I'm going to be honest and admit that I'm suffering from an acute case of voter apathy. Disappointed by the result of the EU referendum, I'm less than enthused by the prospect of the snap general election and haven't paid much heed to the headlines nor the leaflets shoved through my door.
But last week I came across pledges from the Greens and Liberal Democrats that finally sparked my interest. Both have promised to end period poverty by providing schools with free sanitary products for girls from low-income families.
Period poverty has become a hot topic in the media recently, sparked by shocking reports in March that girls in Leeds were missing school and using socks and newspapers to stem monthly bleeding because they couldn't afford tampons.
The news triggered a nationwide petition for free sanitary products for disadvantaged schoolgirls and a promise by Education Secretary Justine Greening to "look into" the matter.
This is the kind of issue at the fore of Menstrual Hygiene Day, celebrated on 28th May. Established in 2013, MH Day is a global platform that brings together groups from both the private and public sectors, with a mission to "create a world in which every woman and girl can manage her menstruation in a hygienic way - wherever she is - in privacy, safety and with dignity."
Why does this matter to me? Because, like half the world's population, I have a uterus, which means I bleed for about five days a month and will do so for some thirty years of my life.
Most women could write a mini-novella about their period dramas.
Just last week I came on my period at the gym, about three minutes before my Zumba class was about to start. With no supplies to hand, I tried my luck with the sanitary machine (the kind that looks like it hasn't delivered anything since maybe a pair of Aristoc tights in the mid-80s). After banging repeatedly on the clapped out colossus, I accepted defeat and waddled my way to ask for supplies. Luckily, the female receptionist was on duty. In my finest ventriloquist-woman-speak I muttered "do you have a tampon", before hurriedly stuffing the offending item up my sleeve and lolloping back to the changing rooms (in the end I leaked through my tampon and the cramps got so bad I had to leave the class).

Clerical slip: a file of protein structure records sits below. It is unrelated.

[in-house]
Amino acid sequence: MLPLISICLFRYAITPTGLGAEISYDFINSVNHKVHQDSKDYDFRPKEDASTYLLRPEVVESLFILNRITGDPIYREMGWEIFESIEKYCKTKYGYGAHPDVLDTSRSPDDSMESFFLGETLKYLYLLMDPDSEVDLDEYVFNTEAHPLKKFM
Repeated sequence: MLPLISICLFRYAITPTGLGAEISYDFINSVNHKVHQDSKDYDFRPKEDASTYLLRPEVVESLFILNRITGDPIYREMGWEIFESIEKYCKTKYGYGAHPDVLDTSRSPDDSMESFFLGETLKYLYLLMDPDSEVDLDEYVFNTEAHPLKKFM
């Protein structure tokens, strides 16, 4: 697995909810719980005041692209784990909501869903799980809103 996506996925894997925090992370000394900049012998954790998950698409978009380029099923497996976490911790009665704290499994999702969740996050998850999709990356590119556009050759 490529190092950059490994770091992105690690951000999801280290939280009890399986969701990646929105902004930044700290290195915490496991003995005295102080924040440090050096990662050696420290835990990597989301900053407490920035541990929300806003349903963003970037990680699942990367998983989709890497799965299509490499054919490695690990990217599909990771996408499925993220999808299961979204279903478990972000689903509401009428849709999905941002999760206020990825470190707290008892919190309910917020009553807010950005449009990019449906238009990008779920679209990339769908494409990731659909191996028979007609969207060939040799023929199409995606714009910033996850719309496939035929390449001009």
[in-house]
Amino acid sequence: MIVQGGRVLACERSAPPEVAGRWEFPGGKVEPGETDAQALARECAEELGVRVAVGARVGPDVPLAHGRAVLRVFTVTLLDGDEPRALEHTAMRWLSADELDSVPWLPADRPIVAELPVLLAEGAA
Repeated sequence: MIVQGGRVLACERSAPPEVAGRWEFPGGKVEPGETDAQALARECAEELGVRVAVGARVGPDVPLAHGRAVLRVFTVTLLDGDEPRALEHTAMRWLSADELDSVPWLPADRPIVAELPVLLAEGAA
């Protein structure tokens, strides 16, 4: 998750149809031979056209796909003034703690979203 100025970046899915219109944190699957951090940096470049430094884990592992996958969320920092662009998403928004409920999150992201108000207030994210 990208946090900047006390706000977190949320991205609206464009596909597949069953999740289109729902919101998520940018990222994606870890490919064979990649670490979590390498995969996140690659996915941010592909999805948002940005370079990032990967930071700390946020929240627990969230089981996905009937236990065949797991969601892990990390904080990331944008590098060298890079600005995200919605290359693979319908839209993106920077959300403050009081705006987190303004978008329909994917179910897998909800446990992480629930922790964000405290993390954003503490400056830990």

Classic menstrual mishap, right? No big deal. And it wasn't, because as a "privileged" western woman, I have daily access to aisle upon aisle of just about every female hygiene product known to man - you name it; pads, tampons, sprays, wipes and leopard-print pantyliner cases produced by an expanding multi-billion pound industry.
So imagine if tampons and pads weren't an option - imagine if getting your period meant you couldn't leave the house, much less go to work or school.
While period poverty in this country is a relatively rare phenomenon, it's widespread across large swathes of the developing world, particularly India and Africa, where a lack of access to sanitary products is coupled with a crippling culture of shame around menstruation that rockets Laura Bates' "everyday sexism" to a whole new stratosphere.
In these countries periods themselves are often considered dirty, impure, even evil, meaning menstruating women are forbidden from taking part in everyday activities or even outcast from society altogether. In many parts of India women cannot pray in temples, cook or even enter the kitchen when they're on their periods. In remote areas of Nepal they are banished to "menstrual huts" for the duration of their cycle.
The good news is there are grassroots organisations out there campaigning for women, including Binti, a UK-based charity I came across during a chat with a work colleague that led to a meeting with its CEO Manjit Gill who told me about the charity's work origins.
"In 2014, I was working for the Cherie Blair foundation, mentoring a woman in Nairobi when, one day, she told me that women in her village had no access to sanitary items and were forced to use dirty rags, straw, sand - and sometimes even cow dung - to stem bleeding during their period."
From setting up sustainable business initiatives in India, where women make their own re-usable pads, to educating girls in the slums of Swaziland about what a period is, Binti is engaged in a global fight to smash crippling cultural stigma related to menstruation.
As well as its overseas work, Binti has joined several initiatives to provide sanitary products to homeless and vulnerable women across Britain and is campaigning to put menstrual education on the national curriculum alongside sex education.
To me, this kind of direct action is what feminism is all about. We need to help groups like Binti end period poverty for good.